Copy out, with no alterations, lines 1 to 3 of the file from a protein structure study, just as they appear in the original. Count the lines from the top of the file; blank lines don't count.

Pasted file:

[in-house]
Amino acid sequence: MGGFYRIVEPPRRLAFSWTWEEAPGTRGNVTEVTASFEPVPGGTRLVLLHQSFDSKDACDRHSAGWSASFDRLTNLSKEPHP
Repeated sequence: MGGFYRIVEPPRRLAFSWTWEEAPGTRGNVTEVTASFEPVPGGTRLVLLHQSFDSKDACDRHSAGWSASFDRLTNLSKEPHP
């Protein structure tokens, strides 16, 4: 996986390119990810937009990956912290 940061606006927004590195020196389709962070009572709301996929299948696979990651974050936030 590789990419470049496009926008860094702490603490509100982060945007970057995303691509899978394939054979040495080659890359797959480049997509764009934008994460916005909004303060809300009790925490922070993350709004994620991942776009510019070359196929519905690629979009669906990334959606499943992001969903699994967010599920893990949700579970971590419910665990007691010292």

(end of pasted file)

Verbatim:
[in-house]
Amino acid sequence: MGGFYRIVEPPRRLAFSWTWEEAPGTRGNVTEVTASFEPVPGGTRLVLLHQSFDSKDACDRHSAGWSASFDRLTNLSKEPHP
Repeated sequence: MGGFYRIVEPPRRLAFSWTWEEAPGTRGNVTEVTASFEPVPGGTRLVLLHQSFDSKDACDRHSAGWSASFDRLTNLSKEPHP